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In practicing with smart pointers and seeing how they can prevent memory leaks and aid memory management through RAII, I was doing the following:

#include <boost/shared_ptr.hpp>
#include <vector>

#include <iostream>

using std::cout;
using boost::shared_ptr;

class myobj {
    public:
    shared_ptr<int> a;
    myobj() {
        shared_ptr<int> b(new int[50]);
        a = b;
    }
    ~myobj() {}
};

typedef boost::shared_ptr<myobj> myobj_ptr;

int main() {
    for (unsigned int i=0; i < 5000000; i++) {
        myobj *foo = new myobj();
        myobj *bar = new myobj();
        myobj_ptr bar_ptr(bar);

        bar_ptr = myobj_ptr(foo);
        bar = foo;
    }
    return 0;
}

Is there any way I could something similar to this (hopefully my aim comes across in the 'pseudo' code):

a = new int[50];

I can see why this won't work from the Boost shared_ptr.hpp file itself, but I don't understand why this will not work then:

shared_ptr<int> a;
int *b;
myobj() {
    b = new int[50];
    boost::detail::sp_enable_shared_from_this( a, b, b );
}

It returned this error:

warning: cannot pass objects of non-POD type ‘class boost::shared_ptr<int>’ through ‘...’; call will abort at runtime

Which I don't exactly understand.

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3 Answers

up vote 3 down vote accepted

First, anything in boost::detail is an implementation detail. Don't touch it unless you're developing code that will be a part of boost itself.

Second, boost::shared_ptr is not directly capable of wrapping arrays. This is because arrays in C++ must be deleted with delete [], while boost::shared_ptr deletes with delete instead. Use boost::shared_array instead, or perhaps a boost::shared_ptr to a std::vector. If you really must use a shared_ptr with an array, you must create it using a custom deleter:

template <typename T>
struct array_deleter {
  void operator()(T *p) {
    delete [] p;
  }
};

// later...
boost::shared_ptr<int> p(new int[50], array_deleter<int>());

Please don't actually do this, however. Use a shared_array<int> or a shared_ptr<vector<int> >.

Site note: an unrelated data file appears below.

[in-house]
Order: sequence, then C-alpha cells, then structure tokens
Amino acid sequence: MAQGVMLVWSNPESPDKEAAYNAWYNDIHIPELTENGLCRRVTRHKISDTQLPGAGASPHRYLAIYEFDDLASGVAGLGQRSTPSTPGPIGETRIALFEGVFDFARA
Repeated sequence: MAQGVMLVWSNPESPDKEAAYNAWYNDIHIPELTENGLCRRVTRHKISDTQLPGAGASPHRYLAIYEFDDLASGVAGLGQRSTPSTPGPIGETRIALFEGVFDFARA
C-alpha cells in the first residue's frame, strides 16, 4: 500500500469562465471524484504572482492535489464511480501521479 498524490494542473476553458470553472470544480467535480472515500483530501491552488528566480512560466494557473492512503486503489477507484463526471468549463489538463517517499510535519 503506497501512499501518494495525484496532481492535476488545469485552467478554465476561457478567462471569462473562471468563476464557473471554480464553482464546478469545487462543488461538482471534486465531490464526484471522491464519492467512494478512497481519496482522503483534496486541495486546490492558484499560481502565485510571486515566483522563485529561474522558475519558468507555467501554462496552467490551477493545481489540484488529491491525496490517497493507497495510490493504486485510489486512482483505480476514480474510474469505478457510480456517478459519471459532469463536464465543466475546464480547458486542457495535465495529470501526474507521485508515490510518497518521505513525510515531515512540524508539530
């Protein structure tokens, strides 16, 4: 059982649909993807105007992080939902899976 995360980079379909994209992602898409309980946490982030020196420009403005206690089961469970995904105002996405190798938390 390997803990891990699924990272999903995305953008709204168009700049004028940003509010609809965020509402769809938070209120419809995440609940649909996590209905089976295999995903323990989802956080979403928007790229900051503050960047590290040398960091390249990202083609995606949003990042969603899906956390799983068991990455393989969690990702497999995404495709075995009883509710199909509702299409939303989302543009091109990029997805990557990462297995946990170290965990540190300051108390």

As for why you can't just do:

boost::shared_ptr<int> a;
// later
a = new int;

This is because it would be dangerous to make it too easy to make something a shared_ptr - remember, if you make something a shared_ptr twice, you'll end up double-freeing it. So shared_ptrs will only take raw pointers through their constructor. If you really want to overwrite a shared_ptr with a raw pointer, here's one way:

a.swap(boost::shared_ptr<int>(new int));

This creates a new pointer, then swaps it with a. The temporary smart pointer (with a's old value) is then freed.

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@Daniel, I've added a bit that I think addresses your original intent more closely. –  bdonlan Jan 29 '11 at 11:17
    
Thanks bdonlan, that was the answer I was looking for. :) –  Daniel Jan 29 '11 at 11:20
    
Starting with Boost release 1.53, shared_ptr can be used to hold a pointer to a dynamically allocated array boost.org/doc/libs/1_55_0/libs/smart_ptr/shared_ptr.htm –  KindDragon Mar 5 at 14:51
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You can't assign something allocated with new int[50] to a shared_ptr<int> unless you also supply a custom deleter that performs delete[] instead of delete.

enable_shared_from_this is designed to add the ability for class types to retrieve an owning shared pointer, you've just pulled something out of the detail namespace. This isn't designed to be used directly. It's designed to be used like this.

class myobj : public boost::enable_shared_from_this<myobj>
{ //...

The simplest managing container for arrays would be std::vector<int>, not shared_ptr.

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Thanks, I understand now why the shared_ptr wouldn't support the new int[50]. But remember I was just doing this to practice smart pointers, I already understand that this is not a practical method for storing ints. –  Daniel Jan 29 '11 at 11:16
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For starters, the function you're calling is in the detail namespace, meaning that it's probably not meant to be invoked directly. That may have something to do with your problem.

As for the particular error you're getting, that error usually means that you tried to call a varargs function passing in a non-POD argument. In this case, that's because boost::shared_ptr<int> isn't a POD type. I think this has nothing to do with using arrays versus raw pointers; I think you're just calling the wrong function with the wrong arguments. Did you mean to use boost::shared_from_this?

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I didn't intend to use it in any viable solution, I understand it being under the hood and most likely completely inappropriate, I was just attempting to recreate similar conditions to the constructor of the shared_ptr. –  Daniel Jan 29 '11 at 11:17
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